RIMS Membership Has a Say in COSO’s New ERM Framework

When Risk & Insurance Management Society (RIMS) members use the new ERM framework published Sept. 6 by the Committee of Sponsoring Organizations of theTreadway Commission (COSO), they may recognize their own ideas prominently displayed. Carol Fox, RIMS vice president of strategic initiatives announced the call for public comment on Risk Management Monitor in June 2016. She said feedback from the industry, and particularly RIMS members, is reflected in COSO’s ERM Framework: Integrating with Strategy and Performance.

“RIMS members took advantage of the unique opportunity to influence one of the industry’s major guidance documents. For several weeks, members collaborated and drafted a response, which was publicly available through the end of last year,” said Fox, who participated on the project’s advisory council. “We were very appreciative that COSO reached out to RIMS and other professional associations, whose input strengthened the content, ideas and approaches featured in Integrating with Strategy and Performance.

A summary of the public comment feedback includes:

  • More than 200 responses–double that of the internal control update
  • Over 70% of responses from individuals
  • Over 50% of participation outside of North America
  • Almost 50% had affiliations beyond COSO memberships
  • Almost 50% of respondents had 10 or more years of risk management experience
  • Positive ratings outnumbered negative ratings by 4.5 to 1

The new publication serves as an update to 2004’s Enterprise Risk Management – Integrated Framework, which is internationally regarded as the standard for applied risk management frameworks. Developed by PwC under the direction of the COSO Board, its simple, five-component structure considers various viewpoints and operating structures while highlighting the importance of enterprise risk management in strategic planning. It also emphasizes embedding ERM throughout an organization, as risk influences strategy and performance throughout the organization.

“The complexity of risk has changed, new risks have emerged, and both boards and executives have enhanced their awareness and oversight of enterprise risk management while asking for improved risk reporting,” said COSO Chair Robert B. Hirth Jr. “Our overall goal is to continue to encourage a risk-conscious culture.”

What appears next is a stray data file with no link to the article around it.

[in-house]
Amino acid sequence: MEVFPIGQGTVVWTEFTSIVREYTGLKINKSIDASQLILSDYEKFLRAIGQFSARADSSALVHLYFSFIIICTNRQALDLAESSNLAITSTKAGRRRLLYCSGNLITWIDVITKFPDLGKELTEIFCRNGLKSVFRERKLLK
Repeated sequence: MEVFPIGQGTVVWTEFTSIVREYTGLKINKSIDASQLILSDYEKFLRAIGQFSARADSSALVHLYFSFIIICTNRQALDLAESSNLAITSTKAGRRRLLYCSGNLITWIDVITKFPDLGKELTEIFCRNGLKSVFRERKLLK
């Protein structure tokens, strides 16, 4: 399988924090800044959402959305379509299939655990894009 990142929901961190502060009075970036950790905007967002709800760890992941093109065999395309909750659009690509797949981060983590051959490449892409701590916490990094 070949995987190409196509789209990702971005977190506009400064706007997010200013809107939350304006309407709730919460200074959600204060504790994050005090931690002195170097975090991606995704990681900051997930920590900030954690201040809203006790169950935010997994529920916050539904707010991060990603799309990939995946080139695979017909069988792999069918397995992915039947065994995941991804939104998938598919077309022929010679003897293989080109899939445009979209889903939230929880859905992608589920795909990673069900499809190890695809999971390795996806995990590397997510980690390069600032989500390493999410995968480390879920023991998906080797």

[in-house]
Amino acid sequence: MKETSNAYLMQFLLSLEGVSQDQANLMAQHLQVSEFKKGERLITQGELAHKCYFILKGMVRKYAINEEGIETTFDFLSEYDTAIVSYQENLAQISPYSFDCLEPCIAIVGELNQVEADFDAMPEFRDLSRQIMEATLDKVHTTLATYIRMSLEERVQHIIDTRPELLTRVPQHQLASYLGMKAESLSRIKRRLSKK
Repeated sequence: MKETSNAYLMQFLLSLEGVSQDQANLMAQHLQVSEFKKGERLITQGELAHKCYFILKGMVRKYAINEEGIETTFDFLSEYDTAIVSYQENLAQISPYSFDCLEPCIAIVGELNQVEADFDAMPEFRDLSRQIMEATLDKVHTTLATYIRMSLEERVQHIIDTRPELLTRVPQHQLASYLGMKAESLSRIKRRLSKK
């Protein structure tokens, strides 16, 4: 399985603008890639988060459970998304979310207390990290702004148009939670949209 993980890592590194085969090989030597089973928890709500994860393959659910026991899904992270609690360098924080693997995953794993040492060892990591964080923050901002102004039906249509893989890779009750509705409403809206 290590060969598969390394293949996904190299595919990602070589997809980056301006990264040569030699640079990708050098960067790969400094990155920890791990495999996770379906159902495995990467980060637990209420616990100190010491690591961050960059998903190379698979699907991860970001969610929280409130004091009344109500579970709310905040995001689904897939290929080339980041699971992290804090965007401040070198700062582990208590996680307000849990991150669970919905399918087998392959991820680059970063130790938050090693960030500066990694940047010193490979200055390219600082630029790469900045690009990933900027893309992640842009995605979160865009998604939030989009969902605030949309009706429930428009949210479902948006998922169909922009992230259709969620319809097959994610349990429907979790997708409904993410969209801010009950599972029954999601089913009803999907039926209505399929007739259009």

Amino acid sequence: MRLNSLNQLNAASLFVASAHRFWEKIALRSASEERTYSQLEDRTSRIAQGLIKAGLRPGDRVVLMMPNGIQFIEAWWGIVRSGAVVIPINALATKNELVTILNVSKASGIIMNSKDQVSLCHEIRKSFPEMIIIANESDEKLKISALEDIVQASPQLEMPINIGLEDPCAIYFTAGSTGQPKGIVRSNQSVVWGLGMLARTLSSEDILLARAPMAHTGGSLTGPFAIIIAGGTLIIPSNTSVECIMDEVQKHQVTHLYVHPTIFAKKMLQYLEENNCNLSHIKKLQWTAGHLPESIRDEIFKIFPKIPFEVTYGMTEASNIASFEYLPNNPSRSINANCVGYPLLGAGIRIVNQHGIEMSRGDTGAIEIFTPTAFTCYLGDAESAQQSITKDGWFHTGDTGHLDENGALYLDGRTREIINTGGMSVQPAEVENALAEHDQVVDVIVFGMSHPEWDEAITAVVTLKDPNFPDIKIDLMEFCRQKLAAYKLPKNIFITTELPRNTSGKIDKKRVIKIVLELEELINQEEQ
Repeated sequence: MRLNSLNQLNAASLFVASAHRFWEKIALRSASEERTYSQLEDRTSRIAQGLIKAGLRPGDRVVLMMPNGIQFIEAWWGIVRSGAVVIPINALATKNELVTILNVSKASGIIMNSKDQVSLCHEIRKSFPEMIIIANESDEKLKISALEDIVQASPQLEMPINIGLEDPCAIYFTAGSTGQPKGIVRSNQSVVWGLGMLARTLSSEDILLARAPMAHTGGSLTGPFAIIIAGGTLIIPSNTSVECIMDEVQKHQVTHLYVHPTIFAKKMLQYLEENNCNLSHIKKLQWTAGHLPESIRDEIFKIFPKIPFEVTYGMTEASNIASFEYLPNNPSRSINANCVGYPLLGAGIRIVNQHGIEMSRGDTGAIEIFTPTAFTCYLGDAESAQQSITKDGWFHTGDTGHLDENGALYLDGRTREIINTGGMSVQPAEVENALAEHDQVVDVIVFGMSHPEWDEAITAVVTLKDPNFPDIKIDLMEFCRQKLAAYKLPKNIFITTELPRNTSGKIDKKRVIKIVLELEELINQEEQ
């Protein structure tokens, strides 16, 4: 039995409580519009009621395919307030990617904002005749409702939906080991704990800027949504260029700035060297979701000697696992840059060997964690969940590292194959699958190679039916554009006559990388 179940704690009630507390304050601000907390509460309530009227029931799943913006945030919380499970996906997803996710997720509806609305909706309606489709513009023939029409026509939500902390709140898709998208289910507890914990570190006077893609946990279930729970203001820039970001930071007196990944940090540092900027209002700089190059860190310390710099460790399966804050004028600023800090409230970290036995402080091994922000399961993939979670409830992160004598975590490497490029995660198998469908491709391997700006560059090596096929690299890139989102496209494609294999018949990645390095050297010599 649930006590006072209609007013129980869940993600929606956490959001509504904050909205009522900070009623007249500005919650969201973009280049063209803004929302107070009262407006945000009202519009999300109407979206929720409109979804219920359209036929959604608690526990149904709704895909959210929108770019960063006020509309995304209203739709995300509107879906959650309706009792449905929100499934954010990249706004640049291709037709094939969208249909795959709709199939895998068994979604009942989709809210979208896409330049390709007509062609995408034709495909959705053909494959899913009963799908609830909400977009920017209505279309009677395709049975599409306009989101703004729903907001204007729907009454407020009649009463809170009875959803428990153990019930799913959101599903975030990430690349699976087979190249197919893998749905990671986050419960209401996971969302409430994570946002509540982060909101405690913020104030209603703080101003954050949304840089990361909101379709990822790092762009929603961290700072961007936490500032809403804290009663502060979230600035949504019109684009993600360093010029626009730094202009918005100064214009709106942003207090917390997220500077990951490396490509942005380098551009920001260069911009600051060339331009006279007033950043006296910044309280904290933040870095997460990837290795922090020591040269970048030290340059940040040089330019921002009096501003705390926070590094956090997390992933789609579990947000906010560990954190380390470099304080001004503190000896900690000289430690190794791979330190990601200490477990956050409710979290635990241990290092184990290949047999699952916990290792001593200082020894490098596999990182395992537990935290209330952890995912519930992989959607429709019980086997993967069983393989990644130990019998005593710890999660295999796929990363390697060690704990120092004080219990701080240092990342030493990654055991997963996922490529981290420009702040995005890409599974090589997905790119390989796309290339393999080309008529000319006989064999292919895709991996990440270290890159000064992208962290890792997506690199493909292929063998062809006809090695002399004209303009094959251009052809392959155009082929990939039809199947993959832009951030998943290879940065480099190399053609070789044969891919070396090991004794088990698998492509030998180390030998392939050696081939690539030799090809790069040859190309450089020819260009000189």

Enterprise Risk Management: Integrating with Strategy and Performance is available in printed form, e-book, on-line subscription and pdf licensing for large organizations, accounting and consulting firms. Additionally, COSO is planning for the framework to be translated into several languages, including Chinese, Japanese, Spanish and French.

Visit www.coso.org for purchase information and for a link to the framework’s executive summary.

The ERM Value Connection

Research has shown that enterprise risk management (ERM) adds value. One research paper showed that ERM adds to the value metric called Tobin’s Q. Other award-winning research has shown that ERM enables better decision making. The authors of that research state:

“Specifically, as companies implement an ERM process, the new knowledge it provides them about objectives, risks, oversight, information and communication, and the internal environment leads to enhanced management, as evidenced by increased management consensus, better-informed decisions, better communication with management regarding risk taking, and increased management accountability. This enhanced management, in turn, leads to improved performance.”

ERM and Reputation
As an extension, it would make sense that there would be some impact on reputation risk if a company does ERM well, is sophisticated at ERM, and has developed a mature process. While this common sense may prevail, empirical data and testing is lacking. This is primarily because measuring both ERM and reputation risk is not so easy. But the questions remain:

  • Is there a relationship between ERM effectiveness and reputation?
  • Furthermore, does this relationship show up in performance metrics?

While we cannot answer these questions here, we can explore some simple relationships and at least gain a few insights. Admittedly, reputation risk and ERM are still young disciplines and more data is needed to explore these and other questions. Any attempt to answer these questions with current data carries some caveats. First, this is complicated data from nonfinancial firms and all data was before the year 2014. Second, these are simplistic looks at the data as split into the upper and lower percentiles (split at 50%). Third, the information discussed below reveals levels that have not been tested for statistical significance. In spite of these, let’s examine what may be obvious to some business risk experts.

What data reveals about ERM and Reputation Level
The big question might be, “Do we see higher reputation levels associated with better ERM?” The answer is not yet (at least in this data at this point in time). Companies in the sample with lower reputation scores have higher ERM effectiveness scores than companies with higher reputation scores.